updated 11:25 am EST, Wed March 2, 2011
iSuppli says Xoom costs 360 to make
iSuppli in a full version of its cost teardown for the Motorola Xoom claimed it was even more expensive than thought. It put the pure cost of the Android 3.0 tablet at $359.92, or nearly $40 more than the $320 estimated for a 3G iPad with the same 32GB of memory. The actual gap was likely to be wider still as the iPad cost came from April 2010 and would have decreased for Apple over the past year.
Most of the price hike was attributed to parts that cost more even relative to what Apple used when new. It believed the 10.1-inch, 1280x800 screen cost $140 versus the iPad's $125 9.7-inch, 1024x768 display. The price hike wasn't necessarily worthwhile, however, as the Xoom LCD was using less advanced technology than the color rich and more easily seen IPS panel Apple chose.
The Xoom's use of 1GB of DDR2 memory did help it with multitasking but also raised the cost of flash by $13. iSuppli believed the NVIDIA Tegra 2, while much faster, cost $20.78, or about twice as much as the year-old A4 in the iPad. Dual cameras on the Xoom added about $14.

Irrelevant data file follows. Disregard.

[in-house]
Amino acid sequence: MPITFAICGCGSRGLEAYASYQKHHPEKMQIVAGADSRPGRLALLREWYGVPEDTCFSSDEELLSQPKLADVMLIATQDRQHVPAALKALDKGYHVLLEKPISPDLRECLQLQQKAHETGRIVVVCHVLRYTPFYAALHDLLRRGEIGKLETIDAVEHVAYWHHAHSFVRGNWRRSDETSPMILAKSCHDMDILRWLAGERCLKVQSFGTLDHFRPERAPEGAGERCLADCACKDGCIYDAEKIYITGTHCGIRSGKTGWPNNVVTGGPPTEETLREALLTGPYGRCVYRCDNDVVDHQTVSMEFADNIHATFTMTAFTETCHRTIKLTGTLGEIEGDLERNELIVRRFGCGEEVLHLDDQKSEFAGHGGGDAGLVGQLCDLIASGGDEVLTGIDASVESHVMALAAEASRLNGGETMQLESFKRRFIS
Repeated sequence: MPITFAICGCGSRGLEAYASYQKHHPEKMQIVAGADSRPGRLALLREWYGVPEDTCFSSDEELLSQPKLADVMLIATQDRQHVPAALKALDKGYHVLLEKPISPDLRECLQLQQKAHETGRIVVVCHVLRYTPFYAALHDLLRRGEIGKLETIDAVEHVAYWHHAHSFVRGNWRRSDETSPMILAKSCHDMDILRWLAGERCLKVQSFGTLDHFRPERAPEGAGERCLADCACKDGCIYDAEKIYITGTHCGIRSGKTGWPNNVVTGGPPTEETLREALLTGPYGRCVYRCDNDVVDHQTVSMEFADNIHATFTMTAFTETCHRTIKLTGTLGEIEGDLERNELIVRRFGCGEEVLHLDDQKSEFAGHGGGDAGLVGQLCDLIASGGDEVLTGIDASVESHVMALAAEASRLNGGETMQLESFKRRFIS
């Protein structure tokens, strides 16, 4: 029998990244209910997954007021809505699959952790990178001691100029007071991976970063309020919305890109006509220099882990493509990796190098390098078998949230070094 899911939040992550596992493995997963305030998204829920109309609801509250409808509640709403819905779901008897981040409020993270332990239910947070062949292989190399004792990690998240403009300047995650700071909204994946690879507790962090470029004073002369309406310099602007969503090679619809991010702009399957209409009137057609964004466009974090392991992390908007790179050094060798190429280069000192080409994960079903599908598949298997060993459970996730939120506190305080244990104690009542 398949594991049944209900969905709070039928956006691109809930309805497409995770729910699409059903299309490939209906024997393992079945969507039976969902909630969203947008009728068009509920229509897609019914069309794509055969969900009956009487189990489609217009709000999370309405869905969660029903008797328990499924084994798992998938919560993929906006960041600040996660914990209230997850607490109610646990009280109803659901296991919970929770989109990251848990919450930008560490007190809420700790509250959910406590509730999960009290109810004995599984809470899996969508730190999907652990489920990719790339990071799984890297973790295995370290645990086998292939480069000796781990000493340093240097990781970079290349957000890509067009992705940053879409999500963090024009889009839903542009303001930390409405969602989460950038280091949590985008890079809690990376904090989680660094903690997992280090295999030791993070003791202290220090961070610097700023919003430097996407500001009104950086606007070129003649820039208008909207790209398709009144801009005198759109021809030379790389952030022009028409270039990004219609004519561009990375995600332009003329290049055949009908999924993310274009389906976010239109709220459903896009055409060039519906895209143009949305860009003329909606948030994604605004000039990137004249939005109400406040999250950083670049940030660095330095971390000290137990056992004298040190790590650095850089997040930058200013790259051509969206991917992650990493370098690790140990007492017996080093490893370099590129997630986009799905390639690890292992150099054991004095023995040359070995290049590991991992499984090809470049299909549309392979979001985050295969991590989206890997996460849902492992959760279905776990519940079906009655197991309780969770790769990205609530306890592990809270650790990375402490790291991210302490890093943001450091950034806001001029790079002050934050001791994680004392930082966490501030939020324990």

Some savings could be found in the Qualcomm MDM6600 chipset, which saved about $4.70, and the reduced need for physical controls and sensors, which themselves saved about $5.27.
In spite of differences, senior analyst Wayne Lam found that the Xoom "best approximates the cost/performance standard set by Apple" and believed the design was "clearly" aimed at competing with Apple in the mid-range. Lam acknowledged that the next iPad could close the gap but didn't speculate as to how it would compare.
Most expect Apple to use a dual-core processor and dual cameras of its own but without changing the price, which could lead to the Xoom having very few hardware advantages but a higher $800 price versus $730 for a similarly-equipped 3G iPad. Among the cost reductions could be the same MDM6600 chipset, since it was used in the Verizon iPhone and saves both the trouble of having different 3G versions as well as needing a separate GPS chip.
Motorola has been banking on Android 3.0's strengths in multitasking and greater app freedom as well as assumptions that it had a premium product.